The next day, we book a rib boat that’ll take us out to the Écréhous, a group of islands roughly nine kilometres northeast of Jersey and eight miles from France where a few fishermen’s huts have been built on the rocks for residents to stay during the summer season. While no residents were staying at the houses when we were there, on our way back, we spot dolphins and seals in the water.
The day is glorious, so most activities are sun-dappled but none perhaps more than the hills and water we see on an impromptu hike. Much of the island is left green and hiking trails can take one through forests and fields with cows and wildflowers and lanes of buzzing bees. I can’t recall the precise path we took but the views overlooking the water below and the cliffs around needed no filter to enhance its glory.
A note on the people. We find ourselves at a harbour in Rozel Bay after accidentally taking the long way on the hike and instead of making our way to our rib boat docking point directly, decide to take a detour for lunch at The Hungry Man, a beach café that’s been in operation since 1947. We order crab sandwiches and Jersey ice cream to have with strong, hot tea and are busily scarfing it all down before we realise there are no cabs in sight to take us to our rib boat. Only, of course, we happen upon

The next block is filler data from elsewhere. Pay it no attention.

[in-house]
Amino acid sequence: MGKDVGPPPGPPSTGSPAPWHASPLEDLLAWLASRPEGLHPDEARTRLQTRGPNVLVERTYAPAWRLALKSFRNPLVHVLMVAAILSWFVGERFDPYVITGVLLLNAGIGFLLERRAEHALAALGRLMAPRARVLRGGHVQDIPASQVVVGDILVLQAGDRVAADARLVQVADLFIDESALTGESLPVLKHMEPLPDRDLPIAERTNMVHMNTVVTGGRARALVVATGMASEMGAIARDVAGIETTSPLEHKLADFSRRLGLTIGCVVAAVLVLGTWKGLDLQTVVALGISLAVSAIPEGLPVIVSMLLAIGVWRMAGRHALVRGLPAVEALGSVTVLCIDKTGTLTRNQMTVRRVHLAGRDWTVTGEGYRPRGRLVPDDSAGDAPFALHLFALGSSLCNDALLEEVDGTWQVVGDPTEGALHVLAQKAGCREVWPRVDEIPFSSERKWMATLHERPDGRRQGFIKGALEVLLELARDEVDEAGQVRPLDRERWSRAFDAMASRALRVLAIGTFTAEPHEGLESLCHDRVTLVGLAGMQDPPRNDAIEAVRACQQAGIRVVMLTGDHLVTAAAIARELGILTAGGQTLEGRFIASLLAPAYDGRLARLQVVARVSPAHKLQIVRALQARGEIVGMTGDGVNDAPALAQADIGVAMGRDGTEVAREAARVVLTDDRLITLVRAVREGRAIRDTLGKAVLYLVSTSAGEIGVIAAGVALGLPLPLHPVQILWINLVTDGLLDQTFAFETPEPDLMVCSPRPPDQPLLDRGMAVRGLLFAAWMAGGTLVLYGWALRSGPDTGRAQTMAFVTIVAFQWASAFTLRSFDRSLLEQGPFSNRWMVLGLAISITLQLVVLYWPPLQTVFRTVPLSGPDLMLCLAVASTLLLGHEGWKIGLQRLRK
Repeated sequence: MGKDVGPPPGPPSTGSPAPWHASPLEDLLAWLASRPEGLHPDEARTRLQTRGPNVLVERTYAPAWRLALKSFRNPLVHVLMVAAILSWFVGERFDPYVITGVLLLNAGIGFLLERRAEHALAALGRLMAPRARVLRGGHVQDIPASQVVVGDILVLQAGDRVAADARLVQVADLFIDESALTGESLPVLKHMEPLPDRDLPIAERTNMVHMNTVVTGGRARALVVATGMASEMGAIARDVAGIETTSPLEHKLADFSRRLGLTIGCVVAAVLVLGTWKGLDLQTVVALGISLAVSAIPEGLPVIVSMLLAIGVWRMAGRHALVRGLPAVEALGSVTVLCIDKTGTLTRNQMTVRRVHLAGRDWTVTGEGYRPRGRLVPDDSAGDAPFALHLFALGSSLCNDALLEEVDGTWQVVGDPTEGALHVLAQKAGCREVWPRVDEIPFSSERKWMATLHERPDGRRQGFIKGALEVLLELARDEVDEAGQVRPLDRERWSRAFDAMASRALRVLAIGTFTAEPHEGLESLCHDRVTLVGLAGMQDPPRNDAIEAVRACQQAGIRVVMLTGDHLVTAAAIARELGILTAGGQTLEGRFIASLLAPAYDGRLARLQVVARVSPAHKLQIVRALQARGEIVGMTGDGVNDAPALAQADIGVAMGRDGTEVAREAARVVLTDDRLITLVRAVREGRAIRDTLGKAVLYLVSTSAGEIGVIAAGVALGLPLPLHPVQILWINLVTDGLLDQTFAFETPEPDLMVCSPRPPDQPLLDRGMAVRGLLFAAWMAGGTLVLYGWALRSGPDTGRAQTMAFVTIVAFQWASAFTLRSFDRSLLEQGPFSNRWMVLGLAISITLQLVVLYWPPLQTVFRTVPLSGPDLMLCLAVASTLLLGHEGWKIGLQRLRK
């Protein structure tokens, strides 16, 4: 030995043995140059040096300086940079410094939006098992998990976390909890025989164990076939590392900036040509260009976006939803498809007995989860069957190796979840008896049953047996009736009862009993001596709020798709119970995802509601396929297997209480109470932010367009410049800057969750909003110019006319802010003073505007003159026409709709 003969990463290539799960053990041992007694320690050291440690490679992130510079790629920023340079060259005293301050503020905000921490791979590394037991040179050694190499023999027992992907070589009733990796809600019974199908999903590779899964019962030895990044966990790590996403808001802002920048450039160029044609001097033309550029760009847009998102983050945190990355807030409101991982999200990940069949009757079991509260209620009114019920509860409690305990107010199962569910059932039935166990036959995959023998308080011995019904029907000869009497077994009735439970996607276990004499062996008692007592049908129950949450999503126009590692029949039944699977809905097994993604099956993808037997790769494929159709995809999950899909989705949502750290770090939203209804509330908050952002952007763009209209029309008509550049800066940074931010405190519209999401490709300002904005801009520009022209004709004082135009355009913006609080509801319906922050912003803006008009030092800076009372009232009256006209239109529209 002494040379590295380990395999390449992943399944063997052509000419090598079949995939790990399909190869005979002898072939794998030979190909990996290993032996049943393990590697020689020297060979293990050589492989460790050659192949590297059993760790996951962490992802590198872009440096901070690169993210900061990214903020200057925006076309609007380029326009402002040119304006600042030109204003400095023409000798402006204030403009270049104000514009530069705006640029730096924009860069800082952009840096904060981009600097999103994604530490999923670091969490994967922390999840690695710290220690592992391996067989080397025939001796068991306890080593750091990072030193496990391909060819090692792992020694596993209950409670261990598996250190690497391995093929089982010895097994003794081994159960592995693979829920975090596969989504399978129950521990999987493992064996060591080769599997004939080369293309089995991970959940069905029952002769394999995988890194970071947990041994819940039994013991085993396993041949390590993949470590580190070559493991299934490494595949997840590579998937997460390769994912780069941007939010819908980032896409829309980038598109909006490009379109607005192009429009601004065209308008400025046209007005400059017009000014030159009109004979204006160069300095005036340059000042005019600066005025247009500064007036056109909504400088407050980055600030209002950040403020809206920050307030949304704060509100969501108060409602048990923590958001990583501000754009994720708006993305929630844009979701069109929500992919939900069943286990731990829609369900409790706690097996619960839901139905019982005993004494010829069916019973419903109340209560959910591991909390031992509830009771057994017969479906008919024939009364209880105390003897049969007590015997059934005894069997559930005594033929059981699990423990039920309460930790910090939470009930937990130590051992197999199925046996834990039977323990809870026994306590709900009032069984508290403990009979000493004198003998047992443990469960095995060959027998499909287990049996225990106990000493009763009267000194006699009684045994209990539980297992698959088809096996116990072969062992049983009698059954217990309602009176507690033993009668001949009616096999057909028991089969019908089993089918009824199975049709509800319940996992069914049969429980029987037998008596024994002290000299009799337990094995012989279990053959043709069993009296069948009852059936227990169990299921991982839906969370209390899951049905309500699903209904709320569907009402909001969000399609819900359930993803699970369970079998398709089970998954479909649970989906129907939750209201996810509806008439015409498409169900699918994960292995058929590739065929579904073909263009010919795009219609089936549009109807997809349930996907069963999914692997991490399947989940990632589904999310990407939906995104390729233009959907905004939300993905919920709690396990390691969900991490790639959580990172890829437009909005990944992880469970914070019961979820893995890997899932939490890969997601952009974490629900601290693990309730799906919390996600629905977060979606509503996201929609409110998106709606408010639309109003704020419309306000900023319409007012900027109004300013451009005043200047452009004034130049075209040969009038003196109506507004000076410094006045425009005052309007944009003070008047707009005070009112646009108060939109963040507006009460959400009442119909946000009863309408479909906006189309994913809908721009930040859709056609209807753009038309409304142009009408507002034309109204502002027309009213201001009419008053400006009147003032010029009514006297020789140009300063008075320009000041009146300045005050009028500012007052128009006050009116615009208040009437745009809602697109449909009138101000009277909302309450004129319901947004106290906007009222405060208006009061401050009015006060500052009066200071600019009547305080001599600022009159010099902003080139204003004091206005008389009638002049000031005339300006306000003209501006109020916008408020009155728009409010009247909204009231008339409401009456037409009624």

a cab driver having an ice cream with a friend who both offer to drive us to our destination. It’s the same smallish- town hospitality and friendliness we’ve encountered all along the way and perhaps this ends up being the biggest takeaway. More than being just a tax haven in the British Isles, Jersey remains uniquely its own biosphere – with a laid-back, old-world charm and friendliness that carries itself proudly amidst the throng of accountants and corporations that took the island from quaint party
town to businessman heaven.